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1 September 2015 A polarization system for persistent chemical detection
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We report on the development of a prototype polarization tag based system for detecting chemical vapors. The system primarily consists of two components, a chemically sensitive tag that experiences a change in its optical polarization properties when exposed to a specific chemical of interest, and an optical imaging polarimeter that is used to measure the polarization properties of the tags. Although the system concept could be extended to other chemicals, for the initial system prototype presented here the tags were developed to be sensitive to hydrogen fluoride (HF) vapors. HF is used in many industrial processes but is highly toxic and thus monitoring for its presence and concentration is often of interest for personnel and environmental safety. The tags are periodic multilayer structures that are produced using standard photolithographic processes. The polarimetric imager has been designed to measure the degree of linear polarization reflected from the tags in the short wave infrared. By monitoring the change in the reflected polarization signature from the tags, the polarimeter can be used to determine if the tag was exposed to HF gas. In this paper, a review of the system development effort and preliminary test results are presented and discussed, as well as our plan for future work.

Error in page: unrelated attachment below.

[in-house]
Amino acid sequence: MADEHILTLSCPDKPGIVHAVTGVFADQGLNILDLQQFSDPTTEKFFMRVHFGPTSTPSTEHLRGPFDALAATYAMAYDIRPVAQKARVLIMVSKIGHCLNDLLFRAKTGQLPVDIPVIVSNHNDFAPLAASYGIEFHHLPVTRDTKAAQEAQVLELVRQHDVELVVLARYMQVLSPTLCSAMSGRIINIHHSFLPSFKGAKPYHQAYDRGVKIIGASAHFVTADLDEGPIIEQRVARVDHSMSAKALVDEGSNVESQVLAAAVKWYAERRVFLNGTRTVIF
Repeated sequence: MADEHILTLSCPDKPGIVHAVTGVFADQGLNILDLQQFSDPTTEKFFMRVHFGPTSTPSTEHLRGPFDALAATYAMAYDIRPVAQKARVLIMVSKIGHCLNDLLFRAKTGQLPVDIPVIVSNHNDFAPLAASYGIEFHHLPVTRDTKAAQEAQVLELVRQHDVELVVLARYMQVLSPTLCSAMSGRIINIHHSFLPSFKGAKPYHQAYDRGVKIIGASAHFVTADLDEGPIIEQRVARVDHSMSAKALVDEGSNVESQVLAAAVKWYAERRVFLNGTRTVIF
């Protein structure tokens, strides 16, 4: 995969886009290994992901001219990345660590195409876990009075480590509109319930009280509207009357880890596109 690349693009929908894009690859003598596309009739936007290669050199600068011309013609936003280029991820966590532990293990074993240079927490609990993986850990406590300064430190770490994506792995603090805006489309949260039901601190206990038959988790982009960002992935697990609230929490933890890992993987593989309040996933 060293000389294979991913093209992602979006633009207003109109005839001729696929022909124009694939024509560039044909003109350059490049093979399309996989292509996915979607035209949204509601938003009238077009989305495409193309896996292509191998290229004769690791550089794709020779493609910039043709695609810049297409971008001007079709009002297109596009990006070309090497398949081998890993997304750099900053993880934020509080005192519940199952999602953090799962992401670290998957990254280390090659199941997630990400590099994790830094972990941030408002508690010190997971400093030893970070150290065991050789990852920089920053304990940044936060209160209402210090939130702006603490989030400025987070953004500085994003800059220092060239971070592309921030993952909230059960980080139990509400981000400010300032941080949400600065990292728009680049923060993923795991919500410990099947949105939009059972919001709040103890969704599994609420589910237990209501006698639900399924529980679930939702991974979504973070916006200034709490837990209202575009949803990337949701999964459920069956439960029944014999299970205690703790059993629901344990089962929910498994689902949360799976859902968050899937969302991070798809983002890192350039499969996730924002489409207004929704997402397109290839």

© (2015) COPYRIGHT Society of Photo-Optical Instrumentation Engineers (SPIE). Downloading of the abstract is permitted for personal use only.
Julia Craven-Jones, Leah Appelhans, Eric Couphos, Todd Embree, Patrick Finnegan, Dennis Goldstein, David Karelitz, Charles LaCasse, Ting S. Luk, Adoum Mahamat, Lee Massey, Anthony Tanbakuchi, Cody Washburn, and Steven Vigil "A polarization system for persistent chemical detection", Proc. SPIE 9613, Polarization Science and Remote Sensing VII, 96130B (1 September 2015);

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